MONTREAL – For a rookie coach trying to win the trust of his players, winning once in your first seven games is not exactly the way to do it.
But that's where Adam Oates found himself with the Washington Capitals this season: making system changes and asking players to adjust to new roles while having no on-ice success to back up what he was preaching.
The Capitals got off to a 1-5-1 start to the season, and they were 2-8-1 after 11 games, so Oates would have been justified if he lost his temper with his players at some point.
But he didn't. Not once.
"I have to give credit to the coaching staff for not being negative with us when we were going through the learning process," Capitals center Matt Hendricks told NHL.com Saturday morning before the team's game against the Montreal Canadiens. "There were times they could have shown a lot of negativity on video, but they chose not to do that. That kept us on a positive note, they showed us a lot of positive clips of things we were doing correctly. We knew when we started doing those things correctly on a nightly basis, good things will come."
Oates is reaping the rewards for his positive approach, with the Capitals 22-10-1 since that 2-8-1 start.
"The way that I believed I wanted to be a coach was what I wanted as a player," Oates said. "I showed up for work, I wanted to be coached. I didn't need to be yelled at. That's what I responded to, and that's what I want to be as a coach."
Forward Troy Brouwer used one word to describe a Capitals turnaround that has seen the team go 12-2-1 heading into Saturday: trust.
He said the team needed to trust the system Oates was putting in, and trust each other to play within that system and do their jobs. That trust was difficult to find early on with a losing record and their superstar player Alex Ovechkin struggling with a switch from his usual spot at left wing to the right side.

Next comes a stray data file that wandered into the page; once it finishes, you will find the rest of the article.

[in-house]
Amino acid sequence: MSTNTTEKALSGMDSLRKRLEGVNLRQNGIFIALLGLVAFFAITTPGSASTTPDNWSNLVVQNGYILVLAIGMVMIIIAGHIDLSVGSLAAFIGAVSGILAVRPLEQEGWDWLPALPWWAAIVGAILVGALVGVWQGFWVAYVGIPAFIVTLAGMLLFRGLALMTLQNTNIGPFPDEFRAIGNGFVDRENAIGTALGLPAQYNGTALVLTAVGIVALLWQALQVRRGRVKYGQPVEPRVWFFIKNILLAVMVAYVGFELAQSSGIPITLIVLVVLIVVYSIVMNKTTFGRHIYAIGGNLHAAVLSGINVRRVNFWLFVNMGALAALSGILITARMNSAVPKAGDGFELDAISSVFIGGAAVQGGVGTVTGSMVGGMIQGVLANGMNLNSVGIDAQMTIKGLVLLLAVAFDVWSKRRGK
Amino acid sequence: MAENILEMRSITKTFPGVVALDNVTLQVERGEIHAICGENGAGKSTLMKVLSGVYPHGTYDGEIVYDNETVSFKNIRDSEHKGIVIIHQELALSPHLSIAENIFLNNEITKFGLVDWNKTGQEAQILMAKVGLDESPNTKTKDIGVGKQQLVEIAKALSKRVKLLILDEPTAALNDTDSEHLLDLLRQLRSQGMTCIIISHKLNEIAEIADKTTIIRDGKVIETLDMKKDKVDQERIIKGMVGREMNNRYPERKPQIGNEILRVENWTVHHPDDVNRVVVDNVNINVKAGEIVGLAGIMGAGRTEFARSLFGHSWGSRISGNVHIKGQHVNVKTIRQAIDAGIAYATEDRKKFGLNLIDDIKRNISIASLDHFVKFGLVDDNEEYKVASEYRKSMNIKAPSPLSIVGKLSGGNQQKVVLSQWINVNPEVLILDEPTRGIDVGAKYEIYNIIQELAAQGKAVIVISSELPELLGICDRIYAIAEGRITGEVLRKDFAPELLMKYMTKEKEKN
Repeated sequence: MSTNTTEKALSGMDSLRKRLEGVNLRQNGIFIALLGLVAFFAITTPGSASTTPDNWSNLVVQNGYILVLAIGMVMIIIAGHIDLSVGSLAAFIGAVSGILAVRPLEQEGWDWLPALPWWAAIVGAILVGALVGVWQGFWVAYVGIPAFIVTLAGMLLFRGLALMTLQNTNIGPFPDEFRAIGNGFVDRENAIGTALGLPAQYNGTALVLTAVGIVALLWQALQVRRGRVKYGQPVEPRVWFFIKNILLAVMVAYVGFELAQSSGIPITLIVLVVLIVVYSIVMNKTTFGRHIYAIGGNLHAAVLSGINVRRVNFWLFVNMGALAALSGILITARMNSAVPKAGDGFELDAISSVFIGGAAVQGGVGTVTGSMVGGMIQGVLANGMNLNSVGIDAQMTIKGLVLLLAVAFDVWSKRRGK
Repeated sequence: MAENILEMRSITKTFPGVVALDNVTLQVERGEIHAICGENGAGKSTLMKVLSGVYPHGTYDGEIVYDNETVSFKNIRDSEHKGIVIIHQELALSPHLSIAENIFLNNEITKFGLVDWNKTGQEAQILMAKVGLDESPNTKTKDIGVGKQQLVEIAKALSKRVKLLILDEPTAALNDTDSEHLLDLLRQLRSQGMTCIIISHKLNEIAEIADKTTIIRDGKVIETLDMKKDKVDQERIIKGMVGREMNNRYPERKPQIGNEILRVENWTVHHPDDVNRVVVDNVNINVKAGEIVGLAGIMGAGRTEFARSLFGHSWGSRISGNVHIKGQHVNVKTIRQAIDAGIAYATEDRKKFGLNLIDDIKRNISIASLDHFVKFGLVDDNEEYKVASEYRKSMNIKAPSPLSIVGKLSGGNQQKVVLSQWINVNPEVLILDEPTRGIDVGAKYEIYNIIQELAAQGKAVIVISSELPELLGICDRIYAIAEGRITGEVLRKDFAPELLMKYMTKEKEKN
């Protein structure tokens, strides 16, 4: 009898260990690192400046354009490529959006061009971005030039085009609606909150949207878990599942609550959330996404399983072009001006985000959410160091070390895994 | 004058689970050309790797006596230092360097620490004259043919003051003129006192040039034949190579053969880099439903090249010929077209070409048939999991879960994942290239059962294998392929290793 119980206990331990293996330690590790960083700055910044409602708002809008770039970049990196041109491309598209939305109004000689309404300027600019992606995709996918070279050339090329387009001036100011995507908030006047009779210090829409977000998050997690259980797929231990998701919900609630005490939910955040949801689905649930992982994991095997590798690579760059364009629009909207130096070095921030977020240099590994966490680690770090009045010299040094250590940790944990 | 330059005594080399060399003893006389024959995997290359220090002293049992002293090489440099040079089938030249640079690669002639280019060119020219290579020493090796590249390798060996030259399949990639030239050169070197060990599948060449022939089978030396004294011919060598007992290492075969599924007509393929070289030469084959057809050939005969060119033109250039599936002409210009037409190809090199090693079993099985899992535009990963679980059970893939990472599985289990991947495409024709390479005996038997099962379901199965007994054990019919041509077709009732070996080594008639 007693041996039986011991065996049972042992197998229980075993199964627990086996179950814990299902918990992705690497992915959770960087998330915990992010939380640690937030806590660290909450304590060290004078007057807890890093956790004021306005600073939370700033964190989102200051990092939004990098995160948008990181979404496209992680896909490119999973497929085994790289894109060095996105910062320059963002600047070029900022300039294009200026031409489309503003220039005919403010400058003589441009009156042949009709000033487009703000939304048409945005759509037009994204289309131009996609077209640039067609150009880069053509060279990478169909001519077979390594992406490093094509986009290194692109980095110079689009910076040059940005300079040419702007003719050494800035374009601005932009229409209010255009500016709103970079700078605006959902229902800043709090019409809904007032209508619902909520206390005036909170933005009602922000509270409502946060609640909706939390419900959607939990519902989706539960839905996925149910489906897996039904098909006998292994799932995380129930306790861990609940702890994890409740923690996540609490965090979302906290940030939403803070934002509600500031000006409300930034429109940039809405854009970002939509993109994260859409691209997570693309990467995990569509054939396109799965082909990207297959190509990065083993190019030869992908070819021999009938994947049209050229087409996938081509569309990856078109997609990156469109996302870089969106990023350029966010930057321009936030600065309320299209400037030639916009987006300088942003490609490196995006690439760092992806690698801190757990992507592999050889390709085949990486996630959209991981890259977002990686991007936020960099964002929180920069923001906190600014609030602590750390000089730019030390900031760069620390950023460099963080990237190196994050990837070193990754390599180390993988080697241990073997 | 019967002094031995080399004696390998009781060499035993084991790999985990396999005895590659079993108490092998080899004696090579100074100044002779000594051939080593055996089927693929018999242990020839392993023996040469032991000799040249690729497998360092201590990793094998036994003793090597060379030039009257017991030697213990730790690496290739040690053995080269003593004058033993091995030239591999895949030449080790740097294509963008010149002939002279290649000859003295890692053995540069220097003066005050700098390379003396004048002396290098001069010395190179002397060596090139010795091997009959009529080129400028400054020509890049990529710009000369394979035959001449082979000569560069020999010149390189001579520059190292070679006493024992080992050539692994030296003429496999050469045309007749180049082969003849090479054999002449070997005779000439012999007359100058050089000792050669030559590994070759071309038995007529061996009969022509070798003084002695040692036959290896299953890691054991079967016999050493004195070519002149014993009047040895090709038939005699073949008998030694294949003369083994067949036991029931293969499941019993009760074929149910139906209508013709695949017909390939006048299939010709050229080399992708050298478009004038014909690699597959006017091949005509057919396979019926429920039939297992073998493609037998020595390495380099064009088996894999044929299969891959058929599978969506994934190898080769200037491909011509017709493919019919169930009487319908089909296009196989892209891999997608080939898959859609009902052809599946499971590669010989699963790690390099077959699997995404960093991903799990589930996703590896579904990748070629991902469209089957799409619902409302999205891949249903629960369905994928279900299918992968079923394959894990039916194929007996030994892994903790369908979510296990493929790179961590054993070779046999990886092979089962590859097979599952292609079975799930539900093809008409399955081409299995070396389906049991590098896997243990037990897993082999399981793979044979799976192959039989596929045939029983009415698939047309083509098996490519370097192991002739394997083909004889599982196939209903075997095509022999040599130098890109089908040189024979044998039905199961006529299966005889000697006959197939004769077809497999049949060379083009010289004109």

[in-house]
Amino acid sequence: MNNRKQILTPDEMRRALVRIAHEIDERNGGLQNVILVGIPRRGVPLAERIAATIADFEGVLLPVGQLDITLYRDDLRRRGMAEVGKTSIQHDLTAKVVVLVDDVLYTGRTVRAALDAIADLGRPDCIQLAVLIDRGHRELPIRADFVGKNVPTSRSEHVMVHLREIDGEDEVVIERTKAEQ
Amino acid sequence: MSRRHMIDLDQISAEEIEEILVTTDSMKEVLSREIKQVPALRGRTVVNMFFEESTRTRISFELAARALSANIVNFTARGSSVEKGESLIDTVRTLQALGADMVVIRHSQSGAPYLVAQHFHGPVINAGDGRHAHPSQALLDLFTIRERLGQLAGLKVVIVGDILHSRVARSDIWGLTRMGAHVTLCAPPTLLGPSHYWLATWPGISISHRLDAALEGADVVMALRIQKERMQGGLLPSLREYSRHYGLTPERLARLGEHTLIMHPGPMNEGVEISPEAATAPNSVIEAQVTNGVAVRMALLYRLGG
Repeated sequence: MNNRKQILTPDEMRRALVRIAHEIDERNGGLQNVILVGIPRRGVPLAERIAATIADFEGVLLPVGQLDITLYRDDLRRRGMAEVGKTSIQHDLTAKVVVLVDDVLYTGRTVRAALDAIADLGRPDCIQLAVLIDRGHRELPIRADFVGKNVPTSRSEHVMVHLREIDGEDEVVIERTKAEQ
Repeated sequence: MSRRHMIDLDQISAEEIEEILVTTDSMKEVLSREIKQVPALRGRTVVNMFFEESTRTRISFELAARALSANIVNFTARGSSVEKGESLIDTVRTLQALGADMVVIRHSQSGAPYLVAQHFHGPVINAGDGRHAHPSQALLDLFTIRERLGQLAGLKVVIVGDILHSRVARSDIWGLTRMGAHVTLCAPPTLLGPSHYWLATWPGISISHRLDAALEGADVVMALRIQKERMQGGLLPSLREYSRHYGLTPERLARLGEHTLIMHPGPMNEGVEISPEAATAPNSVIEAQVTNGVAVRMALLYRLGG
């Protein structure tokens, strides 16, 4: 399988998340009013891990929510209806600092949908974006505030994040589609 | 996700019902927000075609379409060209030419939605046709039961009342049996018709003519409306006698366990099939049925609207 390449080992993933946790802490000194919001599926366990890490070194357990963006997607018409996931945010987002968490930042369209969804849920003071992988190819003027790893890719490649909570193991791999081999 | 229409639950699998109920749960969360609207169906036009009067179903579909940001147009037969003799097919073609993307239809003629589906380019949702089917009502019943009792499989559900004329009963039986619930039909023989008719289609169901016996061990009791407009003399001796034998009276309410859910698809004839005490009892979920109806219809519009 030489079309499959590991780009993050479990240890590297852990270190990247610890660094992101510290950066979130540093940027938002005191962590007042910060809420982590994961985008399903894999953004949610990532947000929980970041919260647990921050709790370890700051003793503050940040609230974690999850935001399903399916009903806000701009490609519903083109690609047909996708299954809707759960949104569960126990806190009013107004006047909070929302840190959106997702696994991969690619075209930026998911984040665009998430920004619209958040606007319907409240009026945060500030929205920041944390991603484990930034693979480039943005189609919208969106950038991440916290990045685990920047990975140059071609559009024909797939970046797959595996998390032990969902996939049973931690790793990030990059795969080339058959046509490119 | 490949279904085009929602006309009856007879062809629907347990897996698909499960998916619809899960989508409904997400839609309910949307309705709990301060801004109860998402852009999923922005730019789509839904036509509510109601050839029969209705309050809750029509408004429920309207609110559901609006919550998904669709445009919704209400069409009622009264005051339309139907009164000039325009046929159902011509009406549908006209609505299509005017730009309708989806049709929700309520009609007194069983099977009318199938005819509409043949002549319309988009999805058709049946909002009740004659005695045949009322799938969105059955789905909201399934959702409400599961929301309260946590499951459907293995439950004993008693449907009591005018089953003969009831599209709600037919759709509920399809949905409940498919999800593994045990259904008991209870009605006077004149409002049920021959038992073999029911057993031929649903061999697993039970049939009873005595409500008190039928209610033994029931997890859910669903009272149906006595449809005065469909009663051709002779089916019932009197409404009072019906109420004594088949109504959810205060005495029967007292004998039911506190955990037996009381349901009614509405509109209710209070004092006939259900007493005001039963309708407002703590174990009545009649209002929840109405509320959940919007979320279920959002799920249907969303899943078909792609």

"It's human nature that if you bring something new and it doesn't work right away, your first reaction is to kind of go against it," Brouwer said. "But the push back on the new system wasn't so bad; we were still embracing the system. But, like [Ovechkin] moving from the left wing to the right wing, he's only ever played the left wing, so at the beginning of the year I'm sure he was a little unhappy. But it's worked out well and it's paid off for us."
Last season, the Capitals played a very conservative system under coach Dale Hunter, one that placed a heavy emphasis on blocking shots and was ultimately very taxing on the players. Oates, on the other hand, doesn't want his players going down on the ice to block shots at all, except in very desperate situations.
"I don't believe in flinging yourself in front of a shot, because that means you're out of position," Oates said. "Even if you block the shot, the puck's lying there. How are you going to clear it if you're on the ice?"
Brouwer said this new way of thinking is one of the reasons the Capitals are buying what Oates is selling.
"We were winning, so it was fun to play, but after every game when we've blocked around 30 to 40 shots a game or so, that wears on you a little bit," Brouwer said of last season's system. "That's no fun. But if that's the price of winning, guys will do it. The fact that we're trying to put ourselves in better position so that guys don't have to block those kinds of shots, guys are really embracing that."
They've embraced it to such an extent that Oates doesn't need to remind them anymore.
"We can see the consistencies and inconsistencies in our game, it's almost like we're coaching ourselves in a way," Hendricks said. "The way Adam has done it, he's taught us the right way to play, and now we're noticing when we're not doing that."
The fact Oates remained cool while teaching that way to play may be the reason it has stuck so well with his players. It's no small accomplishment, especially considering it was done in the midst of a brewing firestorm as fans and media in Washington panicked over the team's difficult start.
Under those circumstances, it would be human nature to want to take your frustrations out on your players. But Oates insisted he was never even tempted to do so.
"No, because it's truly what I believe," he said. "I didn't respond to a guy yelling at me. Some guys might, I didn't. So I don't want to be that guy. I believe in talking to a guy. That doesn't mean that if I'm not happy with a guy I can't just let him know that I don't think he's playing good enough.
"But I don't have to yell at him to do that."